RNG Stakeholders Speak out on EPA’s New Biofuel Proposals

Today, several stakeholders from the renewable natural gas (RNG) industry spoke at a public hearing to provide feedback on 2019 biofuel volumes proposed by the U.S. Environmental Protection Agency (EPA) under the Renewable Fuel Standard (RFS) program.

“The renewable natural gas industry is poised to meet the 2019 cellulosic biofuel volume of 381 million gallons proposed by the EPA,” said David Cox, co-founder and director of operations for the Coalition for Renewable Natural Gas (RNG Coalition). “The proposed volume would be a signal of stability that should allow RNG industry producers and investors to continue developing and growing production of American cellulosic biofuel.”

Last month, the EPA issued a proposed rule under the RFS program that would set the minimum amount of renewable fuel that must be supplied to the market in calendar year 2019, as well as the biomass-based diesel volume standard for calendar year 2020:

  • “Conventional” renewable fuel volumes, primarily met by corn ethanol, would be maintained at the implied 15-billion-gallon target set by Congress for 2019;
  • The advanced biofuel standard for 2019 would be increased by almost 600 million gallons over the 2018 standard;
  • The cellulosic biofuel standard for 2019 would be increased by almost 100 million gallons over the 2018 standard; and
  • The biomass-based diesel standard for 2020 would be increased by 330 million gallons as compared to the standard for 2019.

According to the RNG coalition, the RNG industry produces more than 95% of the fuel that is used to meet the RFS program’s cellulosic biofuel requirement. The industry’s cellulosic biofuel production has increased from approximately 33 million gallons in 2014 to over 240 million gallons in 2017, the coalition adds.

“We are taking gas that would be flared and wasted today and turning it into renewable fuel for transportation,” said Richard DiGia, president and CEO of Aria Energy, based in Novi, Mich. “Investments of hundreds of millions of dollars of private capital in RNG projects have created thousands of temporary construction and permanent, well-paying positions in operations. Stability and certainty around the RFS will allow Aria, and companies like us, to continue investing the capital needed to fulfill the RFS mandate over the coming years.”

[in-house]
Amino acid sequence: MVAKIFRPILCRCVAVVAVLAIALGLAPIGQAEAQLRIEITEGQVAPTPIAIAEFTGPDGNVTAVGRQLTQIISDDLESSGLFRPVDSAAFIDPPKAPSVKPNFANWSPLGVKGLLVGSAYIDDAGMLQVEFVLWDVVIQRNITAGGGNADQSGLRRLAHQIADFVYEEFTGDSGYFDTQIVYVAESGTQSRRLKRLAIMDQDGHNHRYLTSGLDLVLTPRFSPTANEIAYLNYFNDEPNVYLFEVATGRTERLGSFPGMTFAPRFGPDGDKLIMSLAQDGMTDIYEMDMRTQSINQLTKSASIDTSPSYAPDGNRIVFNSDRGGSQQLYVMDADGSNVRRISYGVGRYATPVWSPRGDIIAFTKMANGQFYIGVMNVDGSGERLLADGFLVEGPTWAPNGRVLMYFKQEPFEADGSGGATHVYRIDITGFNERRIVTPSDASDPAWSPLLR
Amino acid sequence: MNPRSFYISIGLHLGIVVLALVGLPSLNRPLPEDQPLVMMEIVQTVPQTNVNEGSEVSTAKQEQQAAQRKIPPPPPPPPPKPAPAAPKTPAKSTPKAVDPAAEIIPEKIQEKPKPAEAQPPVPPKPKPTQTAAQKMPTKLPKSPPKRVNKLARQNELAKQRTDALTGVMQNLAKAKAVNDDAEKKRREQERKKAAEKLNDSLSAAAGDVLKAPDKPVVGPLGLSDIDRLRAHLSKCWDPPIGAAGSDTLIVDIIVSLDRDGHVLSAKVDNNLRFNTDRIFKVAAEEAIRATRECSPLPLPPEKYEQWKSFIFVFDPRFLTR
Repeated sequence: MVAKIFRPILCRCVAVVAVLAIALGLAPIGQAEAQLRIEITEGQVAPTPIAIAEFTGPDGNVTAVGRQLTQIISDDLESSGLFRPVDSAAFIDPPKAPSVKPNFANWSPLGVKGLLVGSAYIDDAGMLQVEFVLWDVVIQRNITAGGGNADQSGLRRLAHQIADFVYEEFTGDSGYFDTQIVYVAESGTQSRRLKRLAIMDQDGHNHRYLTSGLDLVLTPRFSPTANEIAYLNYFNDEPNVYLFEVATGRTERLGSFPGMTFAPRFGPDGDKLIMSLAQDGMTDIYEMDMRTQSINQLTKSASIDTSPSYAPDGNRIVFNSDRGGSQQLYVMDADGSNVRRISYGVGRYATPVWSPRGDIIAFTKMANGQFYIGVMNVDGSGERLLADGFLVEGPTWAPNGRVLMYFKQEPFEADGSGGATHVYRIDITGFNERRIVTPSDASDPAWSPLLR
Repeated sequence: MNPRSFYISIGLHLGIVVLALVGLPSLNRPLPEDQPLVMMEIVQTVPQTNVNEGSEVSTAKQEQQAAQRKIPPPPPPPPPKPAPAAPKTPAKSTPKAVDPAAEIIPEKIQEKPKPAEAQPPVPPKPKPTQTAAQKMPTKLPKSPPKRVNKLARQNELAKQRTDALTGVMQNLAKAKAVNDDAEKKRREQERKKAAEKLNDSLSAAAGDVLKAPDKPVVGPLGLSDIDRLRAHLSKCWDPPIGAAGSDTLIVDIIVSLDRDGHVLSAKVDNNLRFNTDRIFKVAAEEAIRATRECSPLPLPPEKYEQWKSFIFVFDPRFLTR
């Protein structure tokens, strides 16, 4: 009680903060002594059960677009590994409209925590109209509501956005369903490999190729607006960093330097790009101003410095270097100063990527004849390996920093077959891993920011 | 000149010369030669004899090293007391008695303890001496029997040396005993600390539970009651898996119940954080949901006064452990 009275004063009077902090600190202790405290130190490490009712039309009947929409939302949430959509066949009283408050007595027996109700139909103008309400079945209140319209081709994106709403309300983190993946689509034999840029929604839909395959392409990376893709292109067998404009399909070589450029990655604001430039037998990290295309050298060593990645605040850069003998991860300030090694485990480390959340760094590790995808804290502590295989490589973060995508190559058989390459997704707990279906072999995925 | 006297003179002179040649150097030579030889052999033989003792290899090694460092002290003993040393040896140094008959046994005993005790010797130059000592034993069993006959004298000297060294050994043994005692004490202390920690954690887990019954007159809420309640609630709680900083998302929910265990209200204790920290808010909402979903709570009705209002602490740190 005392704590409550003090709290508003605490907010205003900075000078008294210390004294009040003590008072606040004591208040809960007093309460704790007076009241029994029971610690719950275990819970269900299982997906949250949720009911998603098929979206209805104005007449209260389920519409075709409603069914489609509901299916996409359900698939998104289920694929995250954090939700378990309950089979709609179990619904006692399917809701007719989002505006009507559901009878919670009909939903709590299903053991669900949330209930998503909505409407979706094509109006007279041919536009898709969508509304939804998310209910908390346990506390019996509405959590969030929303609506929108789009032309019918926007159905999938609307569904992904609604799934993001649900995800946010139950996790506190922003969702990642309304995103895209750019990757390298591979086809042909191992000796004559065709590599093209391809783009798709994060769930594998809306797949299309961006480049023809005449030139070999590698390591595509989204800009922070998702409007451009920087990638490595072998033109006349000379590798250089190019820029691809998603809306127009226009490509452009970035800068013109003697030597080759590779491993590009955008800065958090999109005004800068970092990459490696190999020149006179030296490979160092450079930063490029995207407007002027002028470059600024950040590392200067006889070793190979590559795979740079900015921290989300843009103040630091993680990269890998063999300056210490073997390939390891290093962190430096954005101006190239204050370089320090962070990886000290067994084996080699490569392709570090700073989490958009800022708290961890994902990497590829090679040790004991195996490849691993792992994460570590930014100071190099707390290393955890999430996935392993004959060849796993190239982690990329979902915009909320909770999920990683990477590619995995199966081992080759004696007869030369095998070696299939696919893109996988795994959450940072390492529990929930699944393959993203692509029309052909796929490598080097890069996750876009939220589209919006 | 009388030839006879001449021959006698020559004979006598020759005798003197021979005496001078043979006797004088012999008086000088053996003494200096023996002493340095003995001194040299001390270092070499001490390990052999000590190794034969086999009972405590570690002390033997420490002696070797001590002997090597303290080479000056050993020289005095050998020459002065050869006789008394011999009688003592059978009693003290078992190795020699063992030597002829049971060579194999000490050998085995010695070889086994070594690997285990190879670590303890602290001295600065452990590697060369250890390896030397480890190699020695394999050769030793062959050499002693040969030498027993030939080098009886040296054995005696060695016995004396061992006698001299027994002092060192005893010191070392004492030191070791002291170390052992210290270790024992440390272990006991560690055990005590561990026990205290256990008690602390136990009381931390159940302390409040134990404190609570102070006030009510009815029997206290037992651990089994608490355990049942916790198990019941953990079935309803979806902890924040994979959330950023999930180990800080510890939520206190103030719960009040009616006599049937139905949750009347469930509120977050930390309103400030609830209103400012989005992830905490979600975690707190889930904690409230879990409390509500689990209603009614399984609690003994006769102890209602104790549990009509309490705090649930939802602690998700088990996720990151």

The RNG industry has developed over 45 new facilities capable of producing cellulosic biofuel since 2011, and there are currently an additional 50 projects under construction or development, the coalition notes.

“Renewable natural gas is our company’s primary growth area, and we are investing a significant amount of time, money and energy to develop additional projects,” said Kevin Dobson of DTE Biomass Energy, based in Ann Arbor, Mich. “DTE has committed to be a leader in reducing carbon emissions, and RNG is a great fit within that commitment, as RNG reduces lifecycle greenhouse-gas emissions by 80 percent compared to conventional diesel fuel.”

Additional RNG industry stakeholders providing testimony at today’s hearing included Michon Mulder Budziszewski, manager of environmental attributes for Montauk Energy of Pittsburgh, and Kevin Ricks, generation assets and special projects manager for Klickitat Public Utilities District in Washington State.

“With a 32 percent increase in EPA’s 2019 proposed cellulosic biofuel volume over 2018, Montauk appreciates that EPA recognizes how the production and need for RNG is continuing to grow and develop,” said Budziszewski. “The proposed growth establishes a foundation for RNG investors and producers to continue developing existing waste resources.”

“The Klickitat Public Utilities District recognizes the confidence the EPA has in the renewable natural gas industry to deliver an additional 84 million gallons in cellulosic renewable natural gas over 2018 volumes,” added Ricks. “Participation in these projects has a positive impact on our county, creating hundreds of construction and permanent, full-time, family-wage jobs, funding over $4 million in community water and wastewater projects, all while reducing the rates county residents would have otherwise paid without the renewable energy projects.”

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